“All the rights secured to the citizens under the Constitution are worth nothing, and a mere bubble, except guaranteed to them by an independent and virtuous judiciary,” wrote Andrew Jackson, statesman, war hero and seventh President of the United States. Without justice — without a system that enforces laws by an honest judiciary kept honest by an oversight commission with integrity — everything else fails.
We cannot have judges evaluating judges and lawyers evaluating other lawyers and expect any integrity in that process.
Legislators don’t want to touch the current system because who do we think contributes greatly to their reelection coffers and puts them in office? Lawyers, law firms, judges and the Bar. Business as usual. This is not a popular issue with the Legislature, and we all know why. Follow the money trail.
Most individuals running for office have a history of service that voters can evaluate and determine whether it meets the criteria the voter seeks in an elected official. The CJC releases nothing regarding complaints against judges, what those complaints are, or whether there are any trends in those complaints against specific judges.
“Court watching” has become a hot topic in jurisdictions across the country. Court watchers are volunteers who show up in the courtrooms of highly suspicious judges to write and submit sworn affidavits of what they observe in that courtroom — private citizens doing the job of the oversight commissions that refuse to do their jobs, to monitor judges who everyone knows are operating off the rails. Some jurisdictions, like Texas and Arizona, have formal court watching programs already in place. Other jurisdictions have informal programs where litigants hit various social media sites pleading for a watcher to come to their trial before a judge who has already shown to be troublesome. The pleas are heartbreaking.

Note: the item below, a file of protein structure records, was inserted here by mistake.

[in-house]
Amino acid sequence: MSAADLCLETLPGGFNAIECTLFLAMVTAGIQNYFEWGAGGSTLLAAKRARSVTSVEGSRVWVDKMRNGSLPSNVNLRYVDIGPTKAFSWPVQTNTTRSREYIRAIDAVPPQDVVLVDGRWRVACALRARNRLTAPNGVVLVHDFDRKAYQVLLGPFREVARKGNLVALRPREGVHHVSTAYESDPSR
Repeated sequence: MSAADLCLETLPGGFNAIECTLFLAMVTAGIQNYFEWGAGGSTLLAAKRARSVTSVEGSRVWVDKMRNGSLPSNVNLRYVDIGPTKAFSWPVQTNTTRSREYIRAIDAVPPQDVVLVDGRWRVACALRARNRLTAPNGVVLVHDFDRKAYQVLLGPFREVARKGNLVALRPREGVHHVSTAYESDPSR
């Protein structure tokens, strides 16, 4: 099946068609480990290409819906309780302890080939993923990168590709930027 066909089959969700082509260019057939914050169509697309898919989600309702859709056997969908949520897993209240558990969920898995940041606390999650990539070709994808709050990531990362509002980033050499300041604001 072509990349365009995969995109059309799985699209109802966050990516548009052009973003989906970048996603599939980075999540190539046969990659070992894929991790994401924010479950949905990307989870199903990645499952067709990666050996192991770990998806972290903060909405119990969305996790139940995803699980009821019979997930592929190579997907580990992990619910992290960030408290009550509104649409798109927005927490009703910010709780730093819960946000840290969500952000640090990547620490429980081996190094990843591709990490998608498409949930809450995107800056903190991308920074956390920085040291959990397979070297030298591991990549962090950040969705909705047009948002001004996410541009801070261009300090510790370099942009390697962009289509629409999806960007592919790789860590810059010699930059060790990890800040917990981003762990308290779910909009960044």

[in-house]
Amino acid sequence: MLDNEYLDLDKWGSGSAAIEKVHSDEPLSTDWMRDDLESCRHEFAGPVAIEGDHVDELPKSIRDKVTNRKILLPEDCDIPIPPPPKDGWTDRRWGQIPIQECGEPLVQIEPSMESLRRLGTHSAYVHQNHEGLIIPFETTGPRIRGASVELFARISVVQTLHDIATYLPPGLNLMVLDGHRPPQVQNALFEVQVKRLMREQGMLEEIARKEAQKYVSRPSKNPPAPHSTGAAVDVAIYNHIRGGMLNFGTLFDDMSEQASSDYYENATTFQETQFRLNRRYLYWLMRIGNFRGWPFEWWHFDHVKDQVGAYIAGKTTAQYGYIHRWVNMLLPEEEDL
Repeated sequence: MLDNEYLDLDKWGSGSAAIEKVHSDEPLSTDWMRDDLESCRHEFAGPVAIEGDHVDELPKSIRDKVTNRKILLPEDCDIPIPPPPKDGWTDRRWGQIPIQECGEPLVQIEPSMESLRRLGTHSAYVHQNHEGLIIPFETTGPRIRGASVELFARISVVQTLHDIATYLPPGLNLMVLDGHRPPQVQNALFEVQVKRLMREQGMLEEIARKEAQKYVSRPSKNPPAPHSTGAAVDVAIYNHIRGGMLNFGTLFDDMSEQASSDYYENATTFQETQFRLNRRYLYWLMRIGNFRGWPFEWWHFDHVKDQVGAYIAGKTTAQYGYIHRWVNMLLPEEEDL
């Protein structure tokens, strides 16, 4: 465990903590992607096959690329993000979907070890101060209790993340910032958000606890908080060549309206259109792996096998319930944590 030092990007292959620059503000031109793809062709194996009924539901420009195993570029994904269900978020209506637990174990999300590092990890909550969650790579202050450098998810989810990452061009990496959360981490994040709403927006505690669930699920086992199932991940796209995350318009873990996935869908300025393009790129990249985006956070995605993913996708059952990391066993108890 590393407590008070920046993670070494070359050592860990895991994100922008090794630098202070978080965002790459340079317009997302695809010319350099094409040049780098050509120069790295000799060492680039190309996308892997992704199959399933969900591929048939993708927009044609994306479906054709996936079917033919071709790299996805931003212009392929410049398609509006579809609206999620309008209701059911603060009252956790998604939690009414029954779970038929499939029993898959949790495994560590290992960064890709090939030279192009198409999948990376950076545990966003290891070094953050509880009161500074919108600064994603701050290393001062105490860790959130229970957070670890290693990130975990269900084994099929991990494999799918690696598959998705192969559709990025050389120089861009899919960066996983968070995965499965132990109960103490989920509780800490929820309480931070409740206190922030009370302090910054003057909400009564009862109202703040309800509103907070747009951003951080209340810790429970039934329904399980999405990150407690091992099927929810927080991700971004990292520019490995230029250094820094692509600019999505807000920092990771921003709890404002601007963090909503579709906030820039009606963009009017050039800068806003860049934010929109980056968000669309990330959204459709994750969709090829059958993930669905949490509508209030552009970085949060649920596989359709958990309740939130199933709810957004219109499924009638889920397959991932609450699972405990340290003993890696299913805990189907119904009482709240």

Think about this: private citizens are monitoring the actions of our judiciary because the system has lost the trust and respect of the American people. That is tyranny.
So how do we choose our judges in the upcoming elections? We tell Olympia we have seen the naked emperor and we demand to know what is taking place behind closed doors at the Commission on Judicial Conduct. We have more wagons than they do. Let’s start circling in protest.
Call your representatives today and simply state: “I am a voter in the State of Washington. The state judicial oversight committee, the CJC, is withholding information regarding serious complaints of corruption and bias made against judges, and I cannot make an informed voting decision. I demand the Legislature order an audit of the Commission on Judicial Conduct just as California did in 2016, and bring transparency back to our system of justice. We really have no justice without it. My vote for you depends on your support of this audit.”
Otherwise, vote by choosing the prettiest picture or join hundreds who cast write-ins for Mickey Mouse. Yes, that is happening. And who can blame us?
That was rhetorical.
Roberta Tester, J.D., B.J.
Director of Legal Affairs
ParentaLink/Family Court Reform USA